The second misunderstanding concerns what makes for happiness. The aims of our present-day culture are avowedly ease and material well-being: shorter hours; a shorter week; more return for less accomplishment; more softsoap excuses and fewer honest, realistic demands. In our schools this is reflected by the vanishing hickory stick and the emerging psychiatrist. The hickory stick had its faults, and the psychiatrist has his strengths. But hickory stick had its faults, and the psychiatrist has his strengths. But the trend is clear. Tout comprendre c'est tout pardoner (To understand everything is to excuse everything). Do we really believe that our softening standards bring happiness? Is it our sound and considered judgment that the tougher subjects of the classics and mathematics should be thrown aside, as suggested by some educators, for doll-playing? Small wonder that Charles Malik, Lebanese delegate at the U.N., writes: "There is in the West" (in the United States) "a general weakening of moral fiber. (Our) leadership does not seem to be adequate to the unprecedented challenges of the age."
    The last misunderstanding is in the area of values. Here are some of the most influential tenets of teacher education over the past fifty years: there is no eternal truth; there is no absolute moral law; there is no God. Yet all of history has taught us that the denial of these ultimates, the placement of man or state at the core of the universe, results in a paralyzing mass selfishness; and the first signs of it are already frighteningly evident.
    Arnold Toynbee has said that all progress, all development come from challenge and a consequent response. Without challenge there is no response, no development, no freedom. So first we owe to our children the most demanding, challenging curriculum that is within their capabilities. Michelangelo did not learn to paint by spending his time doodling. Mozart was not an accomplished pianist at the age of eight as the result or spending his days in front of a television set. Like Eve Curie, like Helen Keller, they responded to the challenge of their lives by a disciplined training: and they gained a new freedom.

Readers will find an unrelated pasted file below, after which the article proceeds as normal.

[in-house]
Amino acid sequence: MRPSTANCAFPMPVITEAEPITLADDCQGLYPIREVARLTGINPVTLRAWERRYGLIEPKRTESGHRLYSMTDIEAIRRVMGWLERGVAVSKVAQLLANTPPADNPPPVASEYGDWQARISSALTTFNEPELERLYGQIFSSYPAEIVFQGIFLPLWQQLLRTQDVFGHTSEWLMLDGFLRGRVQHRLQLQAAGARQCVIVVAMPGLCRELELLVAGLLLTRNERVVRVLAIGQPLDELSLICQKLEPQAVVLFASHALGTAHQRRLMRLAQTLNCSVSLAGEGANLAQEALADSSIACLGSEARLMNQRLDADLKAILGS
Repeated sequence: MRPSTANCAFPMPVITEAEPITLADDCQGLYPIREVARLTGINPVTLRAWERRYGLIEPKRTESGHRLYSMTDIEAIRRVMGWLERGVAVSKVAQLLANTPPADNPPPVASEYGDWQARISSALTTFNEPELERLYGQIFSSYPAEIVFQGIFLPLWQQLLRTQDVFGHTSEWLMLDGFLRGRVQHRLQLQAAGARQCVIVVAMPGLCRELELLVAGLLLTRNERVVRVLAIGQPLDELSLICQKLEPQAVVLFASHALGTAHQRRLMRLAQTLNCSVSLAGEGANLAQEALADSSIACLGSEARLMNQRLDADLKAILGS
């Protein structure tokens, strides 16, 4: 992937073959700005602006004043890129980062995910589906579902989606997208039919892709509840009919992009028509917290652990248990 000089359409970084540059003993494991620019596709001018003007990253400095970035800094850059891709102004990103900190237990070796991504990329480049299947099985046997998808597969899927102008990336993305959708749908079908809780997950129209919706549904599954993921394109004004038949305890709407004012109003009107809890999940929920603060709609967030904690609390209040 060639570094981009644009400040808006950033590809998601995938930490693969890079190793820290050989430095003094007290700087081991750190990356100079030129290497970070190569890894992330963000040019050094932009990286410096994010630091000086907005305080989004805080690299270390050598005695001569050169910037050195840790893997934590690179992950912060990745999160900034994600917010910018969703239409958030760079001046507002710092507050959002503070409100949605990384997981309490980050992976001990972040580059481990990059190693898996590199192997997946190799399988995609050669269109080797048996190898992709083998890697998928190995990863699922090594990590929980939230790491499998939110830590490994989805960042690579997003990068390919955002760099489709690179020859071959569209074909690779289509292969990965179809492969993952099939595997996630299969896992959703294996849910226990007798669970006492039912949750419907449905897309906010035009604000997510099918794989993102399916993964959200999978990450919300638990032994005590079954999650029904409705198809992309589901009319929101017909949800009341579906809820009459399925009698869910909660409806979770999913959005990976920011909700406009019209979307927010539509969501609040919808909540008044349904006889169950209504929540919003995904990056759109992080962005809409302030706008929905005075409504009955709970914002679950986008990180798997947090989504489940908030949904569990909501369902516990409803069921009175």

The second opportunity we can give our boys and girls is the right to failure. "Freedom is not only a privilege, it is a test," writes De Nouy. What kind of a test is it, what kind of freedom where no one can fail? The day is past when the United States can afford to give high school diplomas to all who sit through four years of instruction, regardless of whether any visible results can be discerned. We live in a narrowed world where we must be alert, awake to realism; and realism demands a standard which either must be met or result in failure. These are hard words, but they are brutally true. If we deprive our children of the right to fail we deprive them of their knowledge of the world as it is.